What are the gargoyles of Notre-Dame de Paris for?

What are the gargoyles of Notre-Dame de Paris for?

Placed at the ends of the gutters, the gargoyles are the protruding parts of the building. These Gothic creatures protect Notre-Dame de Paris from bad weather and deter evil from entering the cathedral.

On the heights of the cathedral, strange gargoyles populate Notre-Dame de Paris. Survivors of the 2019 fire, these stone beings have been watching over the building for seven hundred years. Latin gurgulio, gargoyle means throat or mouth. In 1210, forty-seven years after the construction of Notre-Dame began, the architects decided to replace the channels with sculptures of gargoyles. These allow rain runoff to be channeled away from the walls. Designers give these creatures strong protective power. They repel the wrath of heaven and all forms of evil from the walls of the cathedral. Beyond simple practical use, gargoyles are the guardians of Notre-Dame.

Gargoyles, but not only that…

Gargoyles are often confused with the chimeras which also adorn the building. Unlike gargoyles, these do not date from the Middle Ages, but from the 19th century. They were born from the imagination of Viollet-le-Duc. Between 1844 and 1864, the famous architect undertook major renovation work following a collective awareness of the dilapidation of the monument. In 1831, Victor Hugo published his novel Notre Dame de Paris in which he alerts the French to the pitiful state of their heritage. The book gives impetus to the project.

Viollet-le-Duc restored the cathedral from top to bottom and borrowed from the romanticism of Victor Hugo his nostalgia for old Paris. He creates false medieval sculptures, which are reminiscent of the stone monsters or gorgonians mentioned by the writer. Taken from the imaginary bestiary, these creatures resemble demonic animal figures with personified expressions.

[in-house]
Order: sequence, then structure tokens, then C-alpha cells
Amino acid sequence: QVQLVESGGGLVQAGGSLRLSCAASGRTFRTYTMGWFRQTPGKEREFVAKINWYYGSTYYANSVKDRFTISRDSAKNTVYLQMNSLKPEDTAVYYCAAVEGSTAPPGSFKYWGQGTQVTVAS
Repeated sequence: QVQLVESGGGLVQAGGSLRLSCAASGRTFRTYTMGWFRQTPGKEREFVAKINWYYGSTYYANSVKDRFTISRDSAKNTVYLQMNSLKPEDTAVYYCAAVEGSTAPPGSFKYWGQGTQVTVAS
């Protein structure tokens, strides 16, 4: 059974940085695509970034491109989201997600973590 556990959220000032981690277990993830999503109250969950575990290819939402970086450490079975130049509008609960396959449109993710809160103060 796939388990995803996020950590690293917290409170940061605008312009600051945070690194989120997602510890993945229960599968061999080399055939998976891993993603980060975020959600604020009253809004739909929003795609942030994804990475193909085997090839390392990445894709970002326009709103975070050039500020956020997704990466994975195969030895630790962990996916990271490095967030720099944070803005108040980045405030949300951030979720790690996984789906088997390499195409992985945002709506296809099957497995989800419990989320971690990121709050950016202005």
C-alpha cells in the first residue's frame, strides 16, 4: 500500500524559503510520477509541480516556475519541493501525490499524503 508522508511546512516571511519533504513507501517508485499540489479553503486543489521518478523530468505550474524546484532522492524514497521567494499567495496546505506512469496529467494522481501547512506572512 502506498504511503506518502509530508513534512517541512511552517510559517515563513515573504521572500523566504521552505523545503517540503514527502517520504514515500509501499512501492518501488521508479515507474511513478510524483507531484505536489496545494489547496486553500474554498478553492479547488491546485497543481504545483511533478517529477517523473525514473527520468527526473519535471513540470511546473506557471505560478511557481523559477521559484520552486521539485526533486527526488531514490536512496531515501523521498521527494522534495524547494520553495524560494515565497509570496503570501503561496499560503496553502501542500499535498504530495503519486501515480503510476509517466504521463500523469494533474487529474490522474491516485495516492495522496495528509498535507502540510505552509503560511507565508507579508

A part of the soul of Notre-Dame

Leaning, looking thoughtful on a balustrade of the north tower, The Stryge is one of the best-known chimeras. This little horned devil, almost touching with his dreamy attitude, perfectly embodies the atmosphere of the capital depicted by Victor Hugo or Charles Baudelaire in The spleen of Paris (1869).

The Stryge inspired a number of artists, such as the engraver Charles Meryon who gave the first graphic representations of Viollet-le-Duc’s sculptures, producing a close-up of the chimera in 1853, offering at the same time a breathtaking view of Paris (you can recognize the Saint-Jacques Tower there). This engraving was particularly appreciated by Baudelaire and Hugo; the work was also added in 1877 to the illustrations of the cathedral novel.

The same year as Charles Meryon, Charles Nègre photographed The Stryge and delivers a historical and resolutely modern image of 19th century Paris. The photo is today kept in the collections of the Musée d’Orsay, while the engraving has joined the prints department of the Bibliothèque nationale de France. You can obviously contemplate the original sculpture by Viollet-le-Duc in the open air, just look up in the direction of the north tower of Notre-Dame.

Gargoyles and chimeras reproduced after the fire

If the legendary Stryge was spared from the flames, this is not the case for all the sculptures. Certain gargoyles and chimeras are today identically remade in thousand-year-old stones, extracted from quarries in the Oise. The pelican, the alchemist and even the dog-headed woman have been completely recreated. It’s difficult to separate the new sculptures from the old ones!

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